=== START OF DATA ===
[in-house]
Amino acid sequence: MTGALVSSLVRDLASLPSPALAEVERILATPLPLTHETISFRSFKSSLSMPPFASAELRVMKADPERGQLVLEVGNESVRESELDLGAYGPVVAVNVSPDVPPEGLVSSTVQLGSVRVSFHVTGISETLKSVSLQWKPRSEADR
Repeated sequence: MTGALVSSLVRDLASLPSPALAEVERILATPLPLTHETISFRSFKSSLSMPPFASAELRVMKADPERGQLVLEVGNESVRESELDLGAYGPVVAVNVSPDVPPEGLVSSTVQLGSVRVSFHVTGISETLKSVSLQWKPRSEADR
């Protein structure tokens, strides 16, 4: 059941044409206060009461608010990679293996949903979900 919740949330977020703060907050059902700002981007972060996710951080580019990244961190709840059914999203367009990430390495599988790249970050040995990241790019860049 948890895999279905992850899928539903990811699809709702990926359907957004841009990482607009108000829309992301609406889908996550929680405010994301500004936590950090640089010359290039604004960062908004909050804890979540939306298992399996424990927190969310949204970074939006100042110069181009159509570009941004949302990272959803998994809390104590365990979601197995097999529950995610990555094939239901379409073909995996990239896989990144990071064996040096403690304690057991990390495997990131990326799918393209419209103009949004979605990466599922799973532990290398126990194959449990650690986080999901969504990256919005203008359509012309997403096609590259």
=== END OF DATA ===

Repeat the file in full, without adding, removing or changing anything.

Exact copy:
[in-house]
Amino acid sequence: MTGALVSSLVRDLASLPSPALAEVERILATPLPLTHETISFRSFKSSLSMPPFASAELRVMKADPERGQLVLEVGNESVRESELDLGAYGPVVAVNVSPDVPPEGLVSSTVQLGSVRVSFHVTGISETLKSVSLQWKPRSEADR
Repeated sequence: MTGALVSSLVRDLASLPSPALAEVERILATPLPLTHETISFRSFKSSLSMPPFASAELRVMKADPERGQLVLEVGNESVRESELDLGAYGPVVAVNVSPDVPPEGLVSSTVQLGSVRVSFHVTGISETLKSVSLQWKPRSEADR
């Protein structure tokens, strides 16, 4: 059941044409206060009461608010990679293996949903979900 919740949330977020703060907050059902700002981007972060996710951080580019990244961190709840059914999203367009990430390495599988790249970050040995990241790019860049 948890895999279905992850899928539903990811699809709702990926359907957004841009990482607009108000829309992301609406889908996550929680405010994301500004936590950090640089010359290039604004960062908004909050804890979540939306298992399996424990927190969310949204970074939006100042110069181009159509570009941004949302990272959803998994809390104590365990979601197995097999529950995610990555094939239901379409073909995996990239896989990144990071064996040096403690304690057991990390495997990131990326799918393209419209103009949004979605990466599922799973532990290398126990194959449990650690986080999901969504990256919005203008359509012309997403096609590259």